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SHIFT_FASTER
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1,422 Posts
Discussion Starter #1
So someone tried to roll down my passenger window when it was frozen, and it wouldn't budge. I pressed the window up button after that out of habit. After driving and the window thawed, it fell partially into the door, front portion first.

After pushing the window on both sides, and forcing it back into place, I pressed the window up button again, and this time it held the window. When I tried to roll it down again, the same thing happened.

Just got it fixed yesterday, and they said they had to adjust the tracks. I asked why it wasn't covered by warranty, and they said that it was an adjustment, so it would have been covered for 20,000km only.
 

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Mr. 3 K, 3/3/5. 5K,10/5/7
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4,994 Posts
I would send a letter to NNA and appeal that. Include a copy of the bill. You might just get a refund cheque. :)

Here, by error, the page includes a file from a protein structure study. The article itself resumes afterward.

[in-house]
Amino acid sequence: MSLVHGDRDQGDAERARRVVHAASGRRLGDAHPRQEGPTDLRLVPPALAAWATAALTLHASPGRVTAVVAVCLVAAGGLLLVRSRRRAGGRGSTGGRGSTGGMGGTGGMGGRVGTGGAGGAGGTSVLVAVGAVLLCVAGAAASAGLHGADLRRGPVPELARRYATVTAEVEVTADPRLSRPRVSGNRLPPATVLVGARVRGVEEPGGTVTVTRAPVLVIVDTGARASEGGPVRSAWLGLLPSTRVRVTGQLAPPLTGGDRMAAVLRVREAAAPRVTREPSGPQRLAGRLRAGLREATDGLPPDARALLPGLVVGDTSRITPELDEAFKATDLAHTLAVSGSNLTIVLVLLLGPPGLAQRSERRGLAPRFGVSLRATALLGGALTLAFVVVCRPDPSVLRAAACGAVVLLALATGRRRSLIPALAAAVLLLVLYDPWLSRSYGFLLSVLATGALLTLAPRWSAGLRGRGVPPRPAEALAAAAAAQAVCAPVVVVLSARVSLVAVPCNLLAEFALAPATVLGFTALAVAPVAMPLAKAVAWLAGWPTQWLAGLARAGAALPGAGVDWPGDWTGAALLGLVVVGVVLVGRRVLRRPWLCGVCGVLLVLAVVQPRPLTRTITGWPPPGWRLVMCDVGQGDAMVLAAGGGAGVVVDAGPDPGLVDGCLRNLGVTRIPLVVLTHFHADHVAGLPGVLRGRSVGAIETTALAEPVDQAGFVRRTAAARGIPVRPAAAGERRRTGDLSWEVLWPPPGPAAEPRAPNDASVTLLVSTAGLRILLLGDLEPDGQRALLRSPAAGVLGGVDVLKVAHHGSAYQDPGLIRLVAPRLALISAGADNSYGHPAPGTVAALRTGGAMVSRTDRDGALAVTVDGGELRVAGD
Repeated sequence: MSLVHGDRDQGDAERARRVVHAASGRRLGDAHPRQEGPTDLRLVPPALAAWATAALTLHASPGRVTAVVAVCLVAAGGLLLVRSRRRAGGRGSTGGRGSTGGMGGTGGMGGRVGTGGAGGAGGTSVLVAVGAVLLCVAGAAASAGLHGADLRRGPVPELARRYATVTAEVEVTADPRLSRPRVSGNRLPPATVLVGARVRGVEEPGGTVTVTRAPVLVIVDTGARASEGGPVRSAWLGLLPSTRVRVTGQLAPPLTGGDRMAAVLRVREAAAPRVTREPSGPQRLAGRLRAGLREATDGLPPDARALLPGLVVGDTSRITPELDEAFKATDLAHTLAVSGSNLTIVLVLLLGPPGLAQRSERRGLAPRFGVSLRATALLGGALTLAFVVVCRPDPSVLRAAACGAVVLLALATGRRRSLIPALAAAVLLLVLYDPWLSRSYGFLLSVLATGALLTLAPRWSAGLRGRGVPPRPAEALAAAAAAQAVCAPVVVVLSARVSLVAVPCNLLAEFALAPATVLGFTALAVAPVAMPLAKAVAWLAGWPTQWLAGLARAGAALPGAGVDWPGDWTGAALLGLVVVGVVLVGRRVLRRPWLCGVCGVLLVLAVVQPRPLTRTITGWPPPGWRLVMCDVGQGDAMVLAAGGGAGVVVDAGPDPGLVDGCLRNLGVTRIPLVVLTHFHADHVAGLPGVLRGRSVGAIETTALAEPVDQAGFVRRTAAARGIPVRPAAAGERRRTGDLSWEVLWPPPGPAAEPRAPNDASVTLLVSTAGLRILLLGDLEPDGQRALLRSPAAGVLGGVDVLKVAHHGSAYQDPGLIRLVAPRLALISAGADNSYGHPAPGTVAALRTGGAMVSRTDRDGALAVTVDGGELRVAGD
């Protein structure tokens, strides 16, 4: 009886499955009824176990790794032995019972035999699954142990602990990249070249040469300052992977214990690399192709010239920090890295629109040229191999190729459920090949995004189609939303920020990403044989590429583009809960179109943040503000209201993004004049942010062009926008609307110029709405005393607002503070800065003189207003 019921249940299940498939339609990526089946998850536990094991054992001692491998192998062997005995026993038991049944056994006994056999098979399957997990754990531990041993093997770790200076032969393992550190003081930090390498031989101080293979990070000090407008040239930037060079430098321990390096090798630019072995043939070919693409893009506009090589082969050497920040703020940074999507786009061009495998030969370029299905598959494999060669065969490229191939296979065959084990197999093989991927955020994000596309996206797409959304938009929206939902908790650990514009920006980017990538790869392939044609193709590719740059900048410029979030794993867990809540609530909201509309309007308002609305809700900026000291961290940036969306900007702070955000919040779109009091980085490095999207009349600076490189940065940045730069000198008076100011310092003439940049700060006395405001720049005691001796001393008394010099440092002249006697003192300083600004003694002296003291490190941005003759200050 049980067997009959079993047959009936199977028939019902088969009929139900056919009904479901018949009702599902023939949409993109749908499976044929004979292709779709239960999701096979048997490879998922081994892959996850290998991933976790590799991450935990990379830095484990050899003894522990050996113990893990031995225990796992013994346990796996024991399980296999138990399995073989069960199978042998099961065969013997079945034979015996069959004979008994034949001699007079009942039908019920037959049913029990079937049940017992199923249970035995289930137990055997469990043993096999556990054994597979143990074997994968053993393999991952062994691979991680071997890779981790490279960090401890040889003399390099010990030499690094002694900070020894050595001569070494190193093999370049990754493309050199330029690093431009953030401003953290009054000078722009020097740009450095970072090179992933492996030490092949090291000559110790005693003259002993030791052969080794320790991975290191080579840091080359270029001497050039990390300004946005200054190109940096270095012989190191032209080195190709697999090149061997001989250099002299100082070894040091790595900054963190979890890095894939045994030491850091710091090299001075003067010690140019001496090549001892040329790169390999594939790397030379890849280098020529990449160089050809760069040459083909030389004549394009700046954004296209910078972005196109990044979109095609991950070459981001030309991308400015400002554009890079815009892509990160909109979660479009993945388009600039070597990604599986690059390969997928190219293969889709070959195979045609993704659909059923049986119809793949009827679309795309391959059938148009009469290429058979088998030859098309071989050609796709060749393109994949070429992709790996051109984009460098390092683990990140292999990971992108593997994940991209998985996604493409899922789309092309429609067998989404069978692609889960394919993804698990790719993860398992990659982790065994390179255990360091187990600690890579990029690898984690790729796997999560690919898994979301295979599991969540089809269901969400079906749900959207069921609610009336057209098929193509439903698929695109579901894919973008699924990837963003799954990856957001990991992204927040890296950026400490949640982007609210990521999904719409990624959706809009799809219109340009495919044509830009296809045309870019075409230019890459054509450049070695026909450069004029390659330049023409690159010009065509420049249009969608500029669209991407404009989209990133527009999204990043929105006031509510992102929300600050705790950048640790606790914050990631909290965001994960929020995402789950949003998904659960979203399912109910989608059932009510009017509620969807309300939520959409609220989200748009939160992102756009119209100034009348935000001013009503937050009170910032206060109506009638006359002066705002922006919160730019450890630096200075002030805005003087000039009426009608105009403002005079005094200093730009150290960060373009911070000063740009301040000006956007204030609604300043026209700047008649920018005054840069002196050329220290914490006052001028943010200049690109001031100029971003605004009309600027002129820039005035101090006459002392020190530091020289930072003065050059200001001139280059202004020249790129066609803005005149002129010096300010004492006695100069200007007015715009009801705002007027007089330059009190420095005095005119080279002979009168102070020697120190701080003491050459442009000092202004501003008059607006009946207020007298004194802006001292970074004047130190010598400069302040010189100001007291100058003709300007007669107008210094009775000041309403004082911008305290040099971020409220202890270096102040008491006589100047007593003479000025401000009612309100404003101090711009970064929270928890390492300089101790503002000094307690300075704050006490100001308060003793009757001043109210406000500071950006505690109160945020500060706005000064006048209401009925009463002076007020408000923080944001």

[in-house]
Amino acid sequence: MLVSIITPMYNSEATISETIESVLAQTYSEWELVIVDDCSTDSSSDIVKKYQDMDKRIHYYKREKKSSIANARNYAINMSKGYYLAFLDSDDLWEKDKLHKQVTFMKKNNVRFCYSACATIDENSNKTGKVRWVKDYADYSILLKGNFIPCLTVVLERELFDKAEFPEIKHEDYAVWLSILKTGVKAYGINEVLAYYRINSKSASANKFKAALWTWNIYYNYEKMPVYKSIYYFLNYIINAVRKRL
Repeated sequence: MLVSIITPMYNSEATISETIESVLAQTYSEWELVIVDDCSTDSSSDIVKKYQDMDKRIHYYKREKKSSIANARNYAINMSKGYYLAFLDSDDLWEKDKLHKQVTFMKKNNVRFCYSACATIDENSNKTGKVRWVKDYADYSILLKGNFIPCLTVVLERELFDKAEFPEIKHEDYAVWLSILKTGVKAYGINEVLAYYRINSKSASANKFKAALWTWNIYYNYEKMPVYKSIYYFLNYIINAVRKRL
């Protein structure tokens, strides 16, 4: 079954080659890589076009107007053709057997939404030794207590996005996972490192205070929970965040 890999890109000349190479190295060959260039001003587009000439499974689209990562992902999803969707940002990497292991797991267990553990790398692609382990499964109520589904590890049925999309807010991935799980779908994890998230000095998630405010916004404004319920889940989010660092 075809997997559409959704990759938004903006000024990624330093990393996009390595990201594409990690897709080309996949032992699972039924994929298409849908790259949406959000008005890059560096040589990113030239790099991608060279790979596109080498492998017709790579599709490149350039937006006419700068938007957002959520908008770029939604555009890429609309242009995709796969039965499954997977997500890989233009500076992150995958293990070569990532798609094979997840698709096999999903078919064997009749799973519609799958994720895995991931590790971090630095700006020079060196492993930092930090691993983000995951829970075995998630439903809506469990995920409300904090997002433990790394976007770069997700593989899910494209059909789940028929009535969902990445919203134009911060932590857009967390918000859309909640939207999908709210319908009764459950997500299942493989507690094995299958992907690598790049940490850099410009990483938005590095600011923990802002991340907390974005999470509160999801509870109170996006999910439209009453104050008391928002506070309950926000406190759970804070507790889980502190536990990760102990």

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Premium Member
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2,226 Posts
I agree. Make a stink about that. That's just pure BS. The MO is supposed to have a resistance monitor (or whatever you call it) to help prevent problems when the window can't move for some reason (like a child's arm in the way). Seems only reasonable that it should have realized the window wasn't moving and given up rather than screwing up the track...
 

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SHIFT_FASTER
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1,422 Posts
Discussion Starter #4